If there’s one garden pest that gardeners hate more than any other it’s slugs. After weeks of carefully raising small plants from seed, checking their moisture levels and carefully hardening them off outside, slugs can wreck it all. You take your prize seedlings, spend a hard day’s work planting them out and wake up the next morning to find them gone: often just the little stumps of stems and a slimy trail pointing the finger at the culprit. So what can be done?
In years gone by there was one standard answer: slug pellets. Spread a few around your crops and you wouldn’t have to worry about losing your plants. But slug pellets are poisons that cause considerable distress for pets, wildlife, birds and beetles. They usually contain metaldehyde (a pesticide) or methiocarb (an insecticide), neither of which are in keeping with organic principles.
So what solutions are open to the organic gardener? There are five main methods:
- Use Barriers: a ‘moat’ of gritty substances around your crops, copper rings (which produce a slight electric shock to the slugs) or plastic barriers (commercial or made from yoghurt pots) are all options. I’ve tried all of them but with mixed success – the slugs I get in my greenhouse seem to get past most of them!
- Drown Them: Slugs love beer, milk and most sugary/yeasty liquids and are attracted by the smell. So, saucers of beer sunk into the ground will attract them in and drown them – a relatively nice way to go perhaps? The resulting ‘drowned slug soup’ does need to be disposed of regularly though!
- Picking Them Off By Hand: Slugs come out at night, so a regular torch-lit trip to the vegetable plot at dusk can often reveal them ready for picking up and disposing of – or placing in a sealed container until the morning when they can be killed or fed to birds/chickens.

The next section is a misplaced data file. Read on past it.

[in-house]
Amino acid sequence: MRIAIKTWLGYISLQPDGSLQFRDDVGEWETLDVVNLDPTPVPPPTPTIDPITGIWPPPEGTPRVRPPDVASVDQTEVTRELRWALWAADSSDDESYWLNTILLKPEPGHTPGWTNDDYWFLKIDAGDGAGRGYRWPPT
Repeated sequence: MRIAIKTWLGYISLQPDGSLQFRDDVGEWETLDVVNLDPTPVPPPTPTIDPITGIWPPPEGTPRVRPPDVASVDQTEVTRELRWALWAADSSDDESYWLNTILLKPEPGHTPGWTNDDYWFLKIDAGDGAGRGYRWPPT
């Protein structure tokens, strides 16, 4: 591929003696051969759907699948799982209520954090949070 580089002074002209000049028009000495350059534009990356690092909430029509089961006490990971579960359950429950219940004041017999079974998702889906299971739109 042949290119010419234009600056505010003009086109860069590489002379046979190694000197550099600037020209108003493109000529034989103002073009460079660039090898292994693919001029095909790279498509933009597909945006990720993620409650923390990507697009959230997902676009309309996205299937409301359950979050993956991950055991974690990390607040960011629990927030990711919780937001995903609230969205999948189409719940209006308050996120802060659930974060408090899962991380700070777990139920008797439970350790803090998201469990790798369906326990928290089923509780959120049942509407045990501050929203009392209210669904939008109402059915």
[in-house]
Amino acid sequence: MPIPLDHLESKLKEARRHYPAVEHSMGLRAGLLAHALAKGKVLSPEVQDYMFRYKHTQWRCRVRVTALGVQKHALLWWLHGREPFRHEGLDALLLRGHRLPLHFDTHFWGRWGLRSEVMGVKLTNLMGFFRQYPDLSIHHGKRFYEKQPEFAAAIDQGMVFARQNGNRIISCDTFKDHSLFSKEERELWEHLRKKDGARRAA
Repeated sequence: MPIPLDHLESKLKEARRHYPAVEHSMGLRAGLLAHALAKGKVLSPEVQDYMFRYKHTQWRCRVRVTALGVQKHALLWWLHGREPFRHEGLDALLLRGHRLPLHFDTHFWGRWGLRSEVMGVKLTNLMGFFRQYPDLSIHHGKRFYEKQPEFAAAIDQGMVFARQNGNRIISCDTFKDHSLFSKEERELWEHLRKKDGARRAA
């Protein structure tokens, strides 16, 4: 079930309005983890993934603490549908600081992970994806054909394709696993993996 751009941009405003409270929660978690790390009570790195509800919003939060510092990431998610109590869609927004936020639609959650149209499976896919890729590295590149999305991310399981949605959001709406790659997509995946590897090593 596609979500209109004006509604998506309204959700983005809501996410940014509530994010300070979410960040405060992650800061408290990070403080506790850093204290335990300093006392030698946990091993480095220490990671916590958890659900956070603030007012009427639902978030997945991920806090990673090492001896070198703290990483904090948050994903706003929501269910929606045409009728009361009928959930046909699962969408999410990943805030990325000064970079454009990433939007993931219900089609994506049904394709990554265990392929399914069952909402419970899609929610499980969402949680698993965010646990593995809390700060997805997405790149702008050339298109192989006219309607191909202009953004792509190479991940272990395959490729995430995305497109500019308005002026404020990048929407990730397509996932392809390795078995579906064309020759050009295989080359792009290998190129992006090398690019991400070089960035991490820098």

- Birds and Frogs: Birds may cause problems when it comes to ripe fruit and can scratch up young seedlings while searching for worms but they are great at finding slugs and snails. Frogs, too, can roam right through a garden reducing slug numbers if given a good pond environment to live in. The problems are areas where they can’t easily get to: a closed greenhouse, or brick and stony areas where the slugs can hide.
- Sacrificial seedlings and bigger plants: Slugs always go for tender seedlings in preference to established plants, so one option is to raise plants to a good healthy size in a slug-free area (such as a conservatory) before planting them out in their final positions. This can be coupled with providing some young foliage or seedlings for the slugs to eat in preference. The trouble is that this becomes a lot of work when you are talking about any reasonably sized vegetable plot.
- Biological control: An application of microscopic parasitic worms, called nematodes, is mixed with water and applied to the soil. The nematodes burrow into the slug and then breed inside it, stopping the slug from feeding as it swells up and eventually dies. It works well, even in wet weather but is not effective against snails. Personally, I think the long drawn-out death that the slug suffers (7-10 days) is not for me but it is widely used in organic agriculture.
I have tried all these methods apart from nematodes with varying success. Sometimes I gain the upper hand and through meticulously waging battle on the slugs I manage to raise early productive plants. Sometimes the slugs get through and, as happened last month, reduce a row of early peas to nothing in one night.
This year I am trying to win the battle by stealth: by concealing small plants and letting nature’s own predators do most of the clearing up for me. So nothing is going to be planted in the greenhouse bed until birds have had a good root through – everything is being raised high up or in large terracotta pots beside my house until I absolutely have to plant out. Then I’m going to go for a blended combination of techniques:
- Encouraging birds and frogs in the garden and opening up my greenhouse to them
- Waiting until plants are relatively big (a good 10cm/4 inches or more) before planting them out, then using yoghurt pots to protect them in particularly vulnerable areas and leaving some sacrificial leaves or seedlings for the slugs to eat in preference to my plants
- Copper tape around the terracotta pots to stop slugs climbing them
- Drowning them in beer – the excellent ‘Slug-X’ trap works well in my greenhouse and can be set up a few days before planting out
- Using old slate, empty coconut shells and grapefruit skins to provide little moist havens that the slugs hide in at the end of the night. In the morning I can just pick them up and dispose of the slugs elsewhere.
- Some late-night slug hunts by torchlight
I’d love to hear your ideas on what works well, so do add them below as a comment...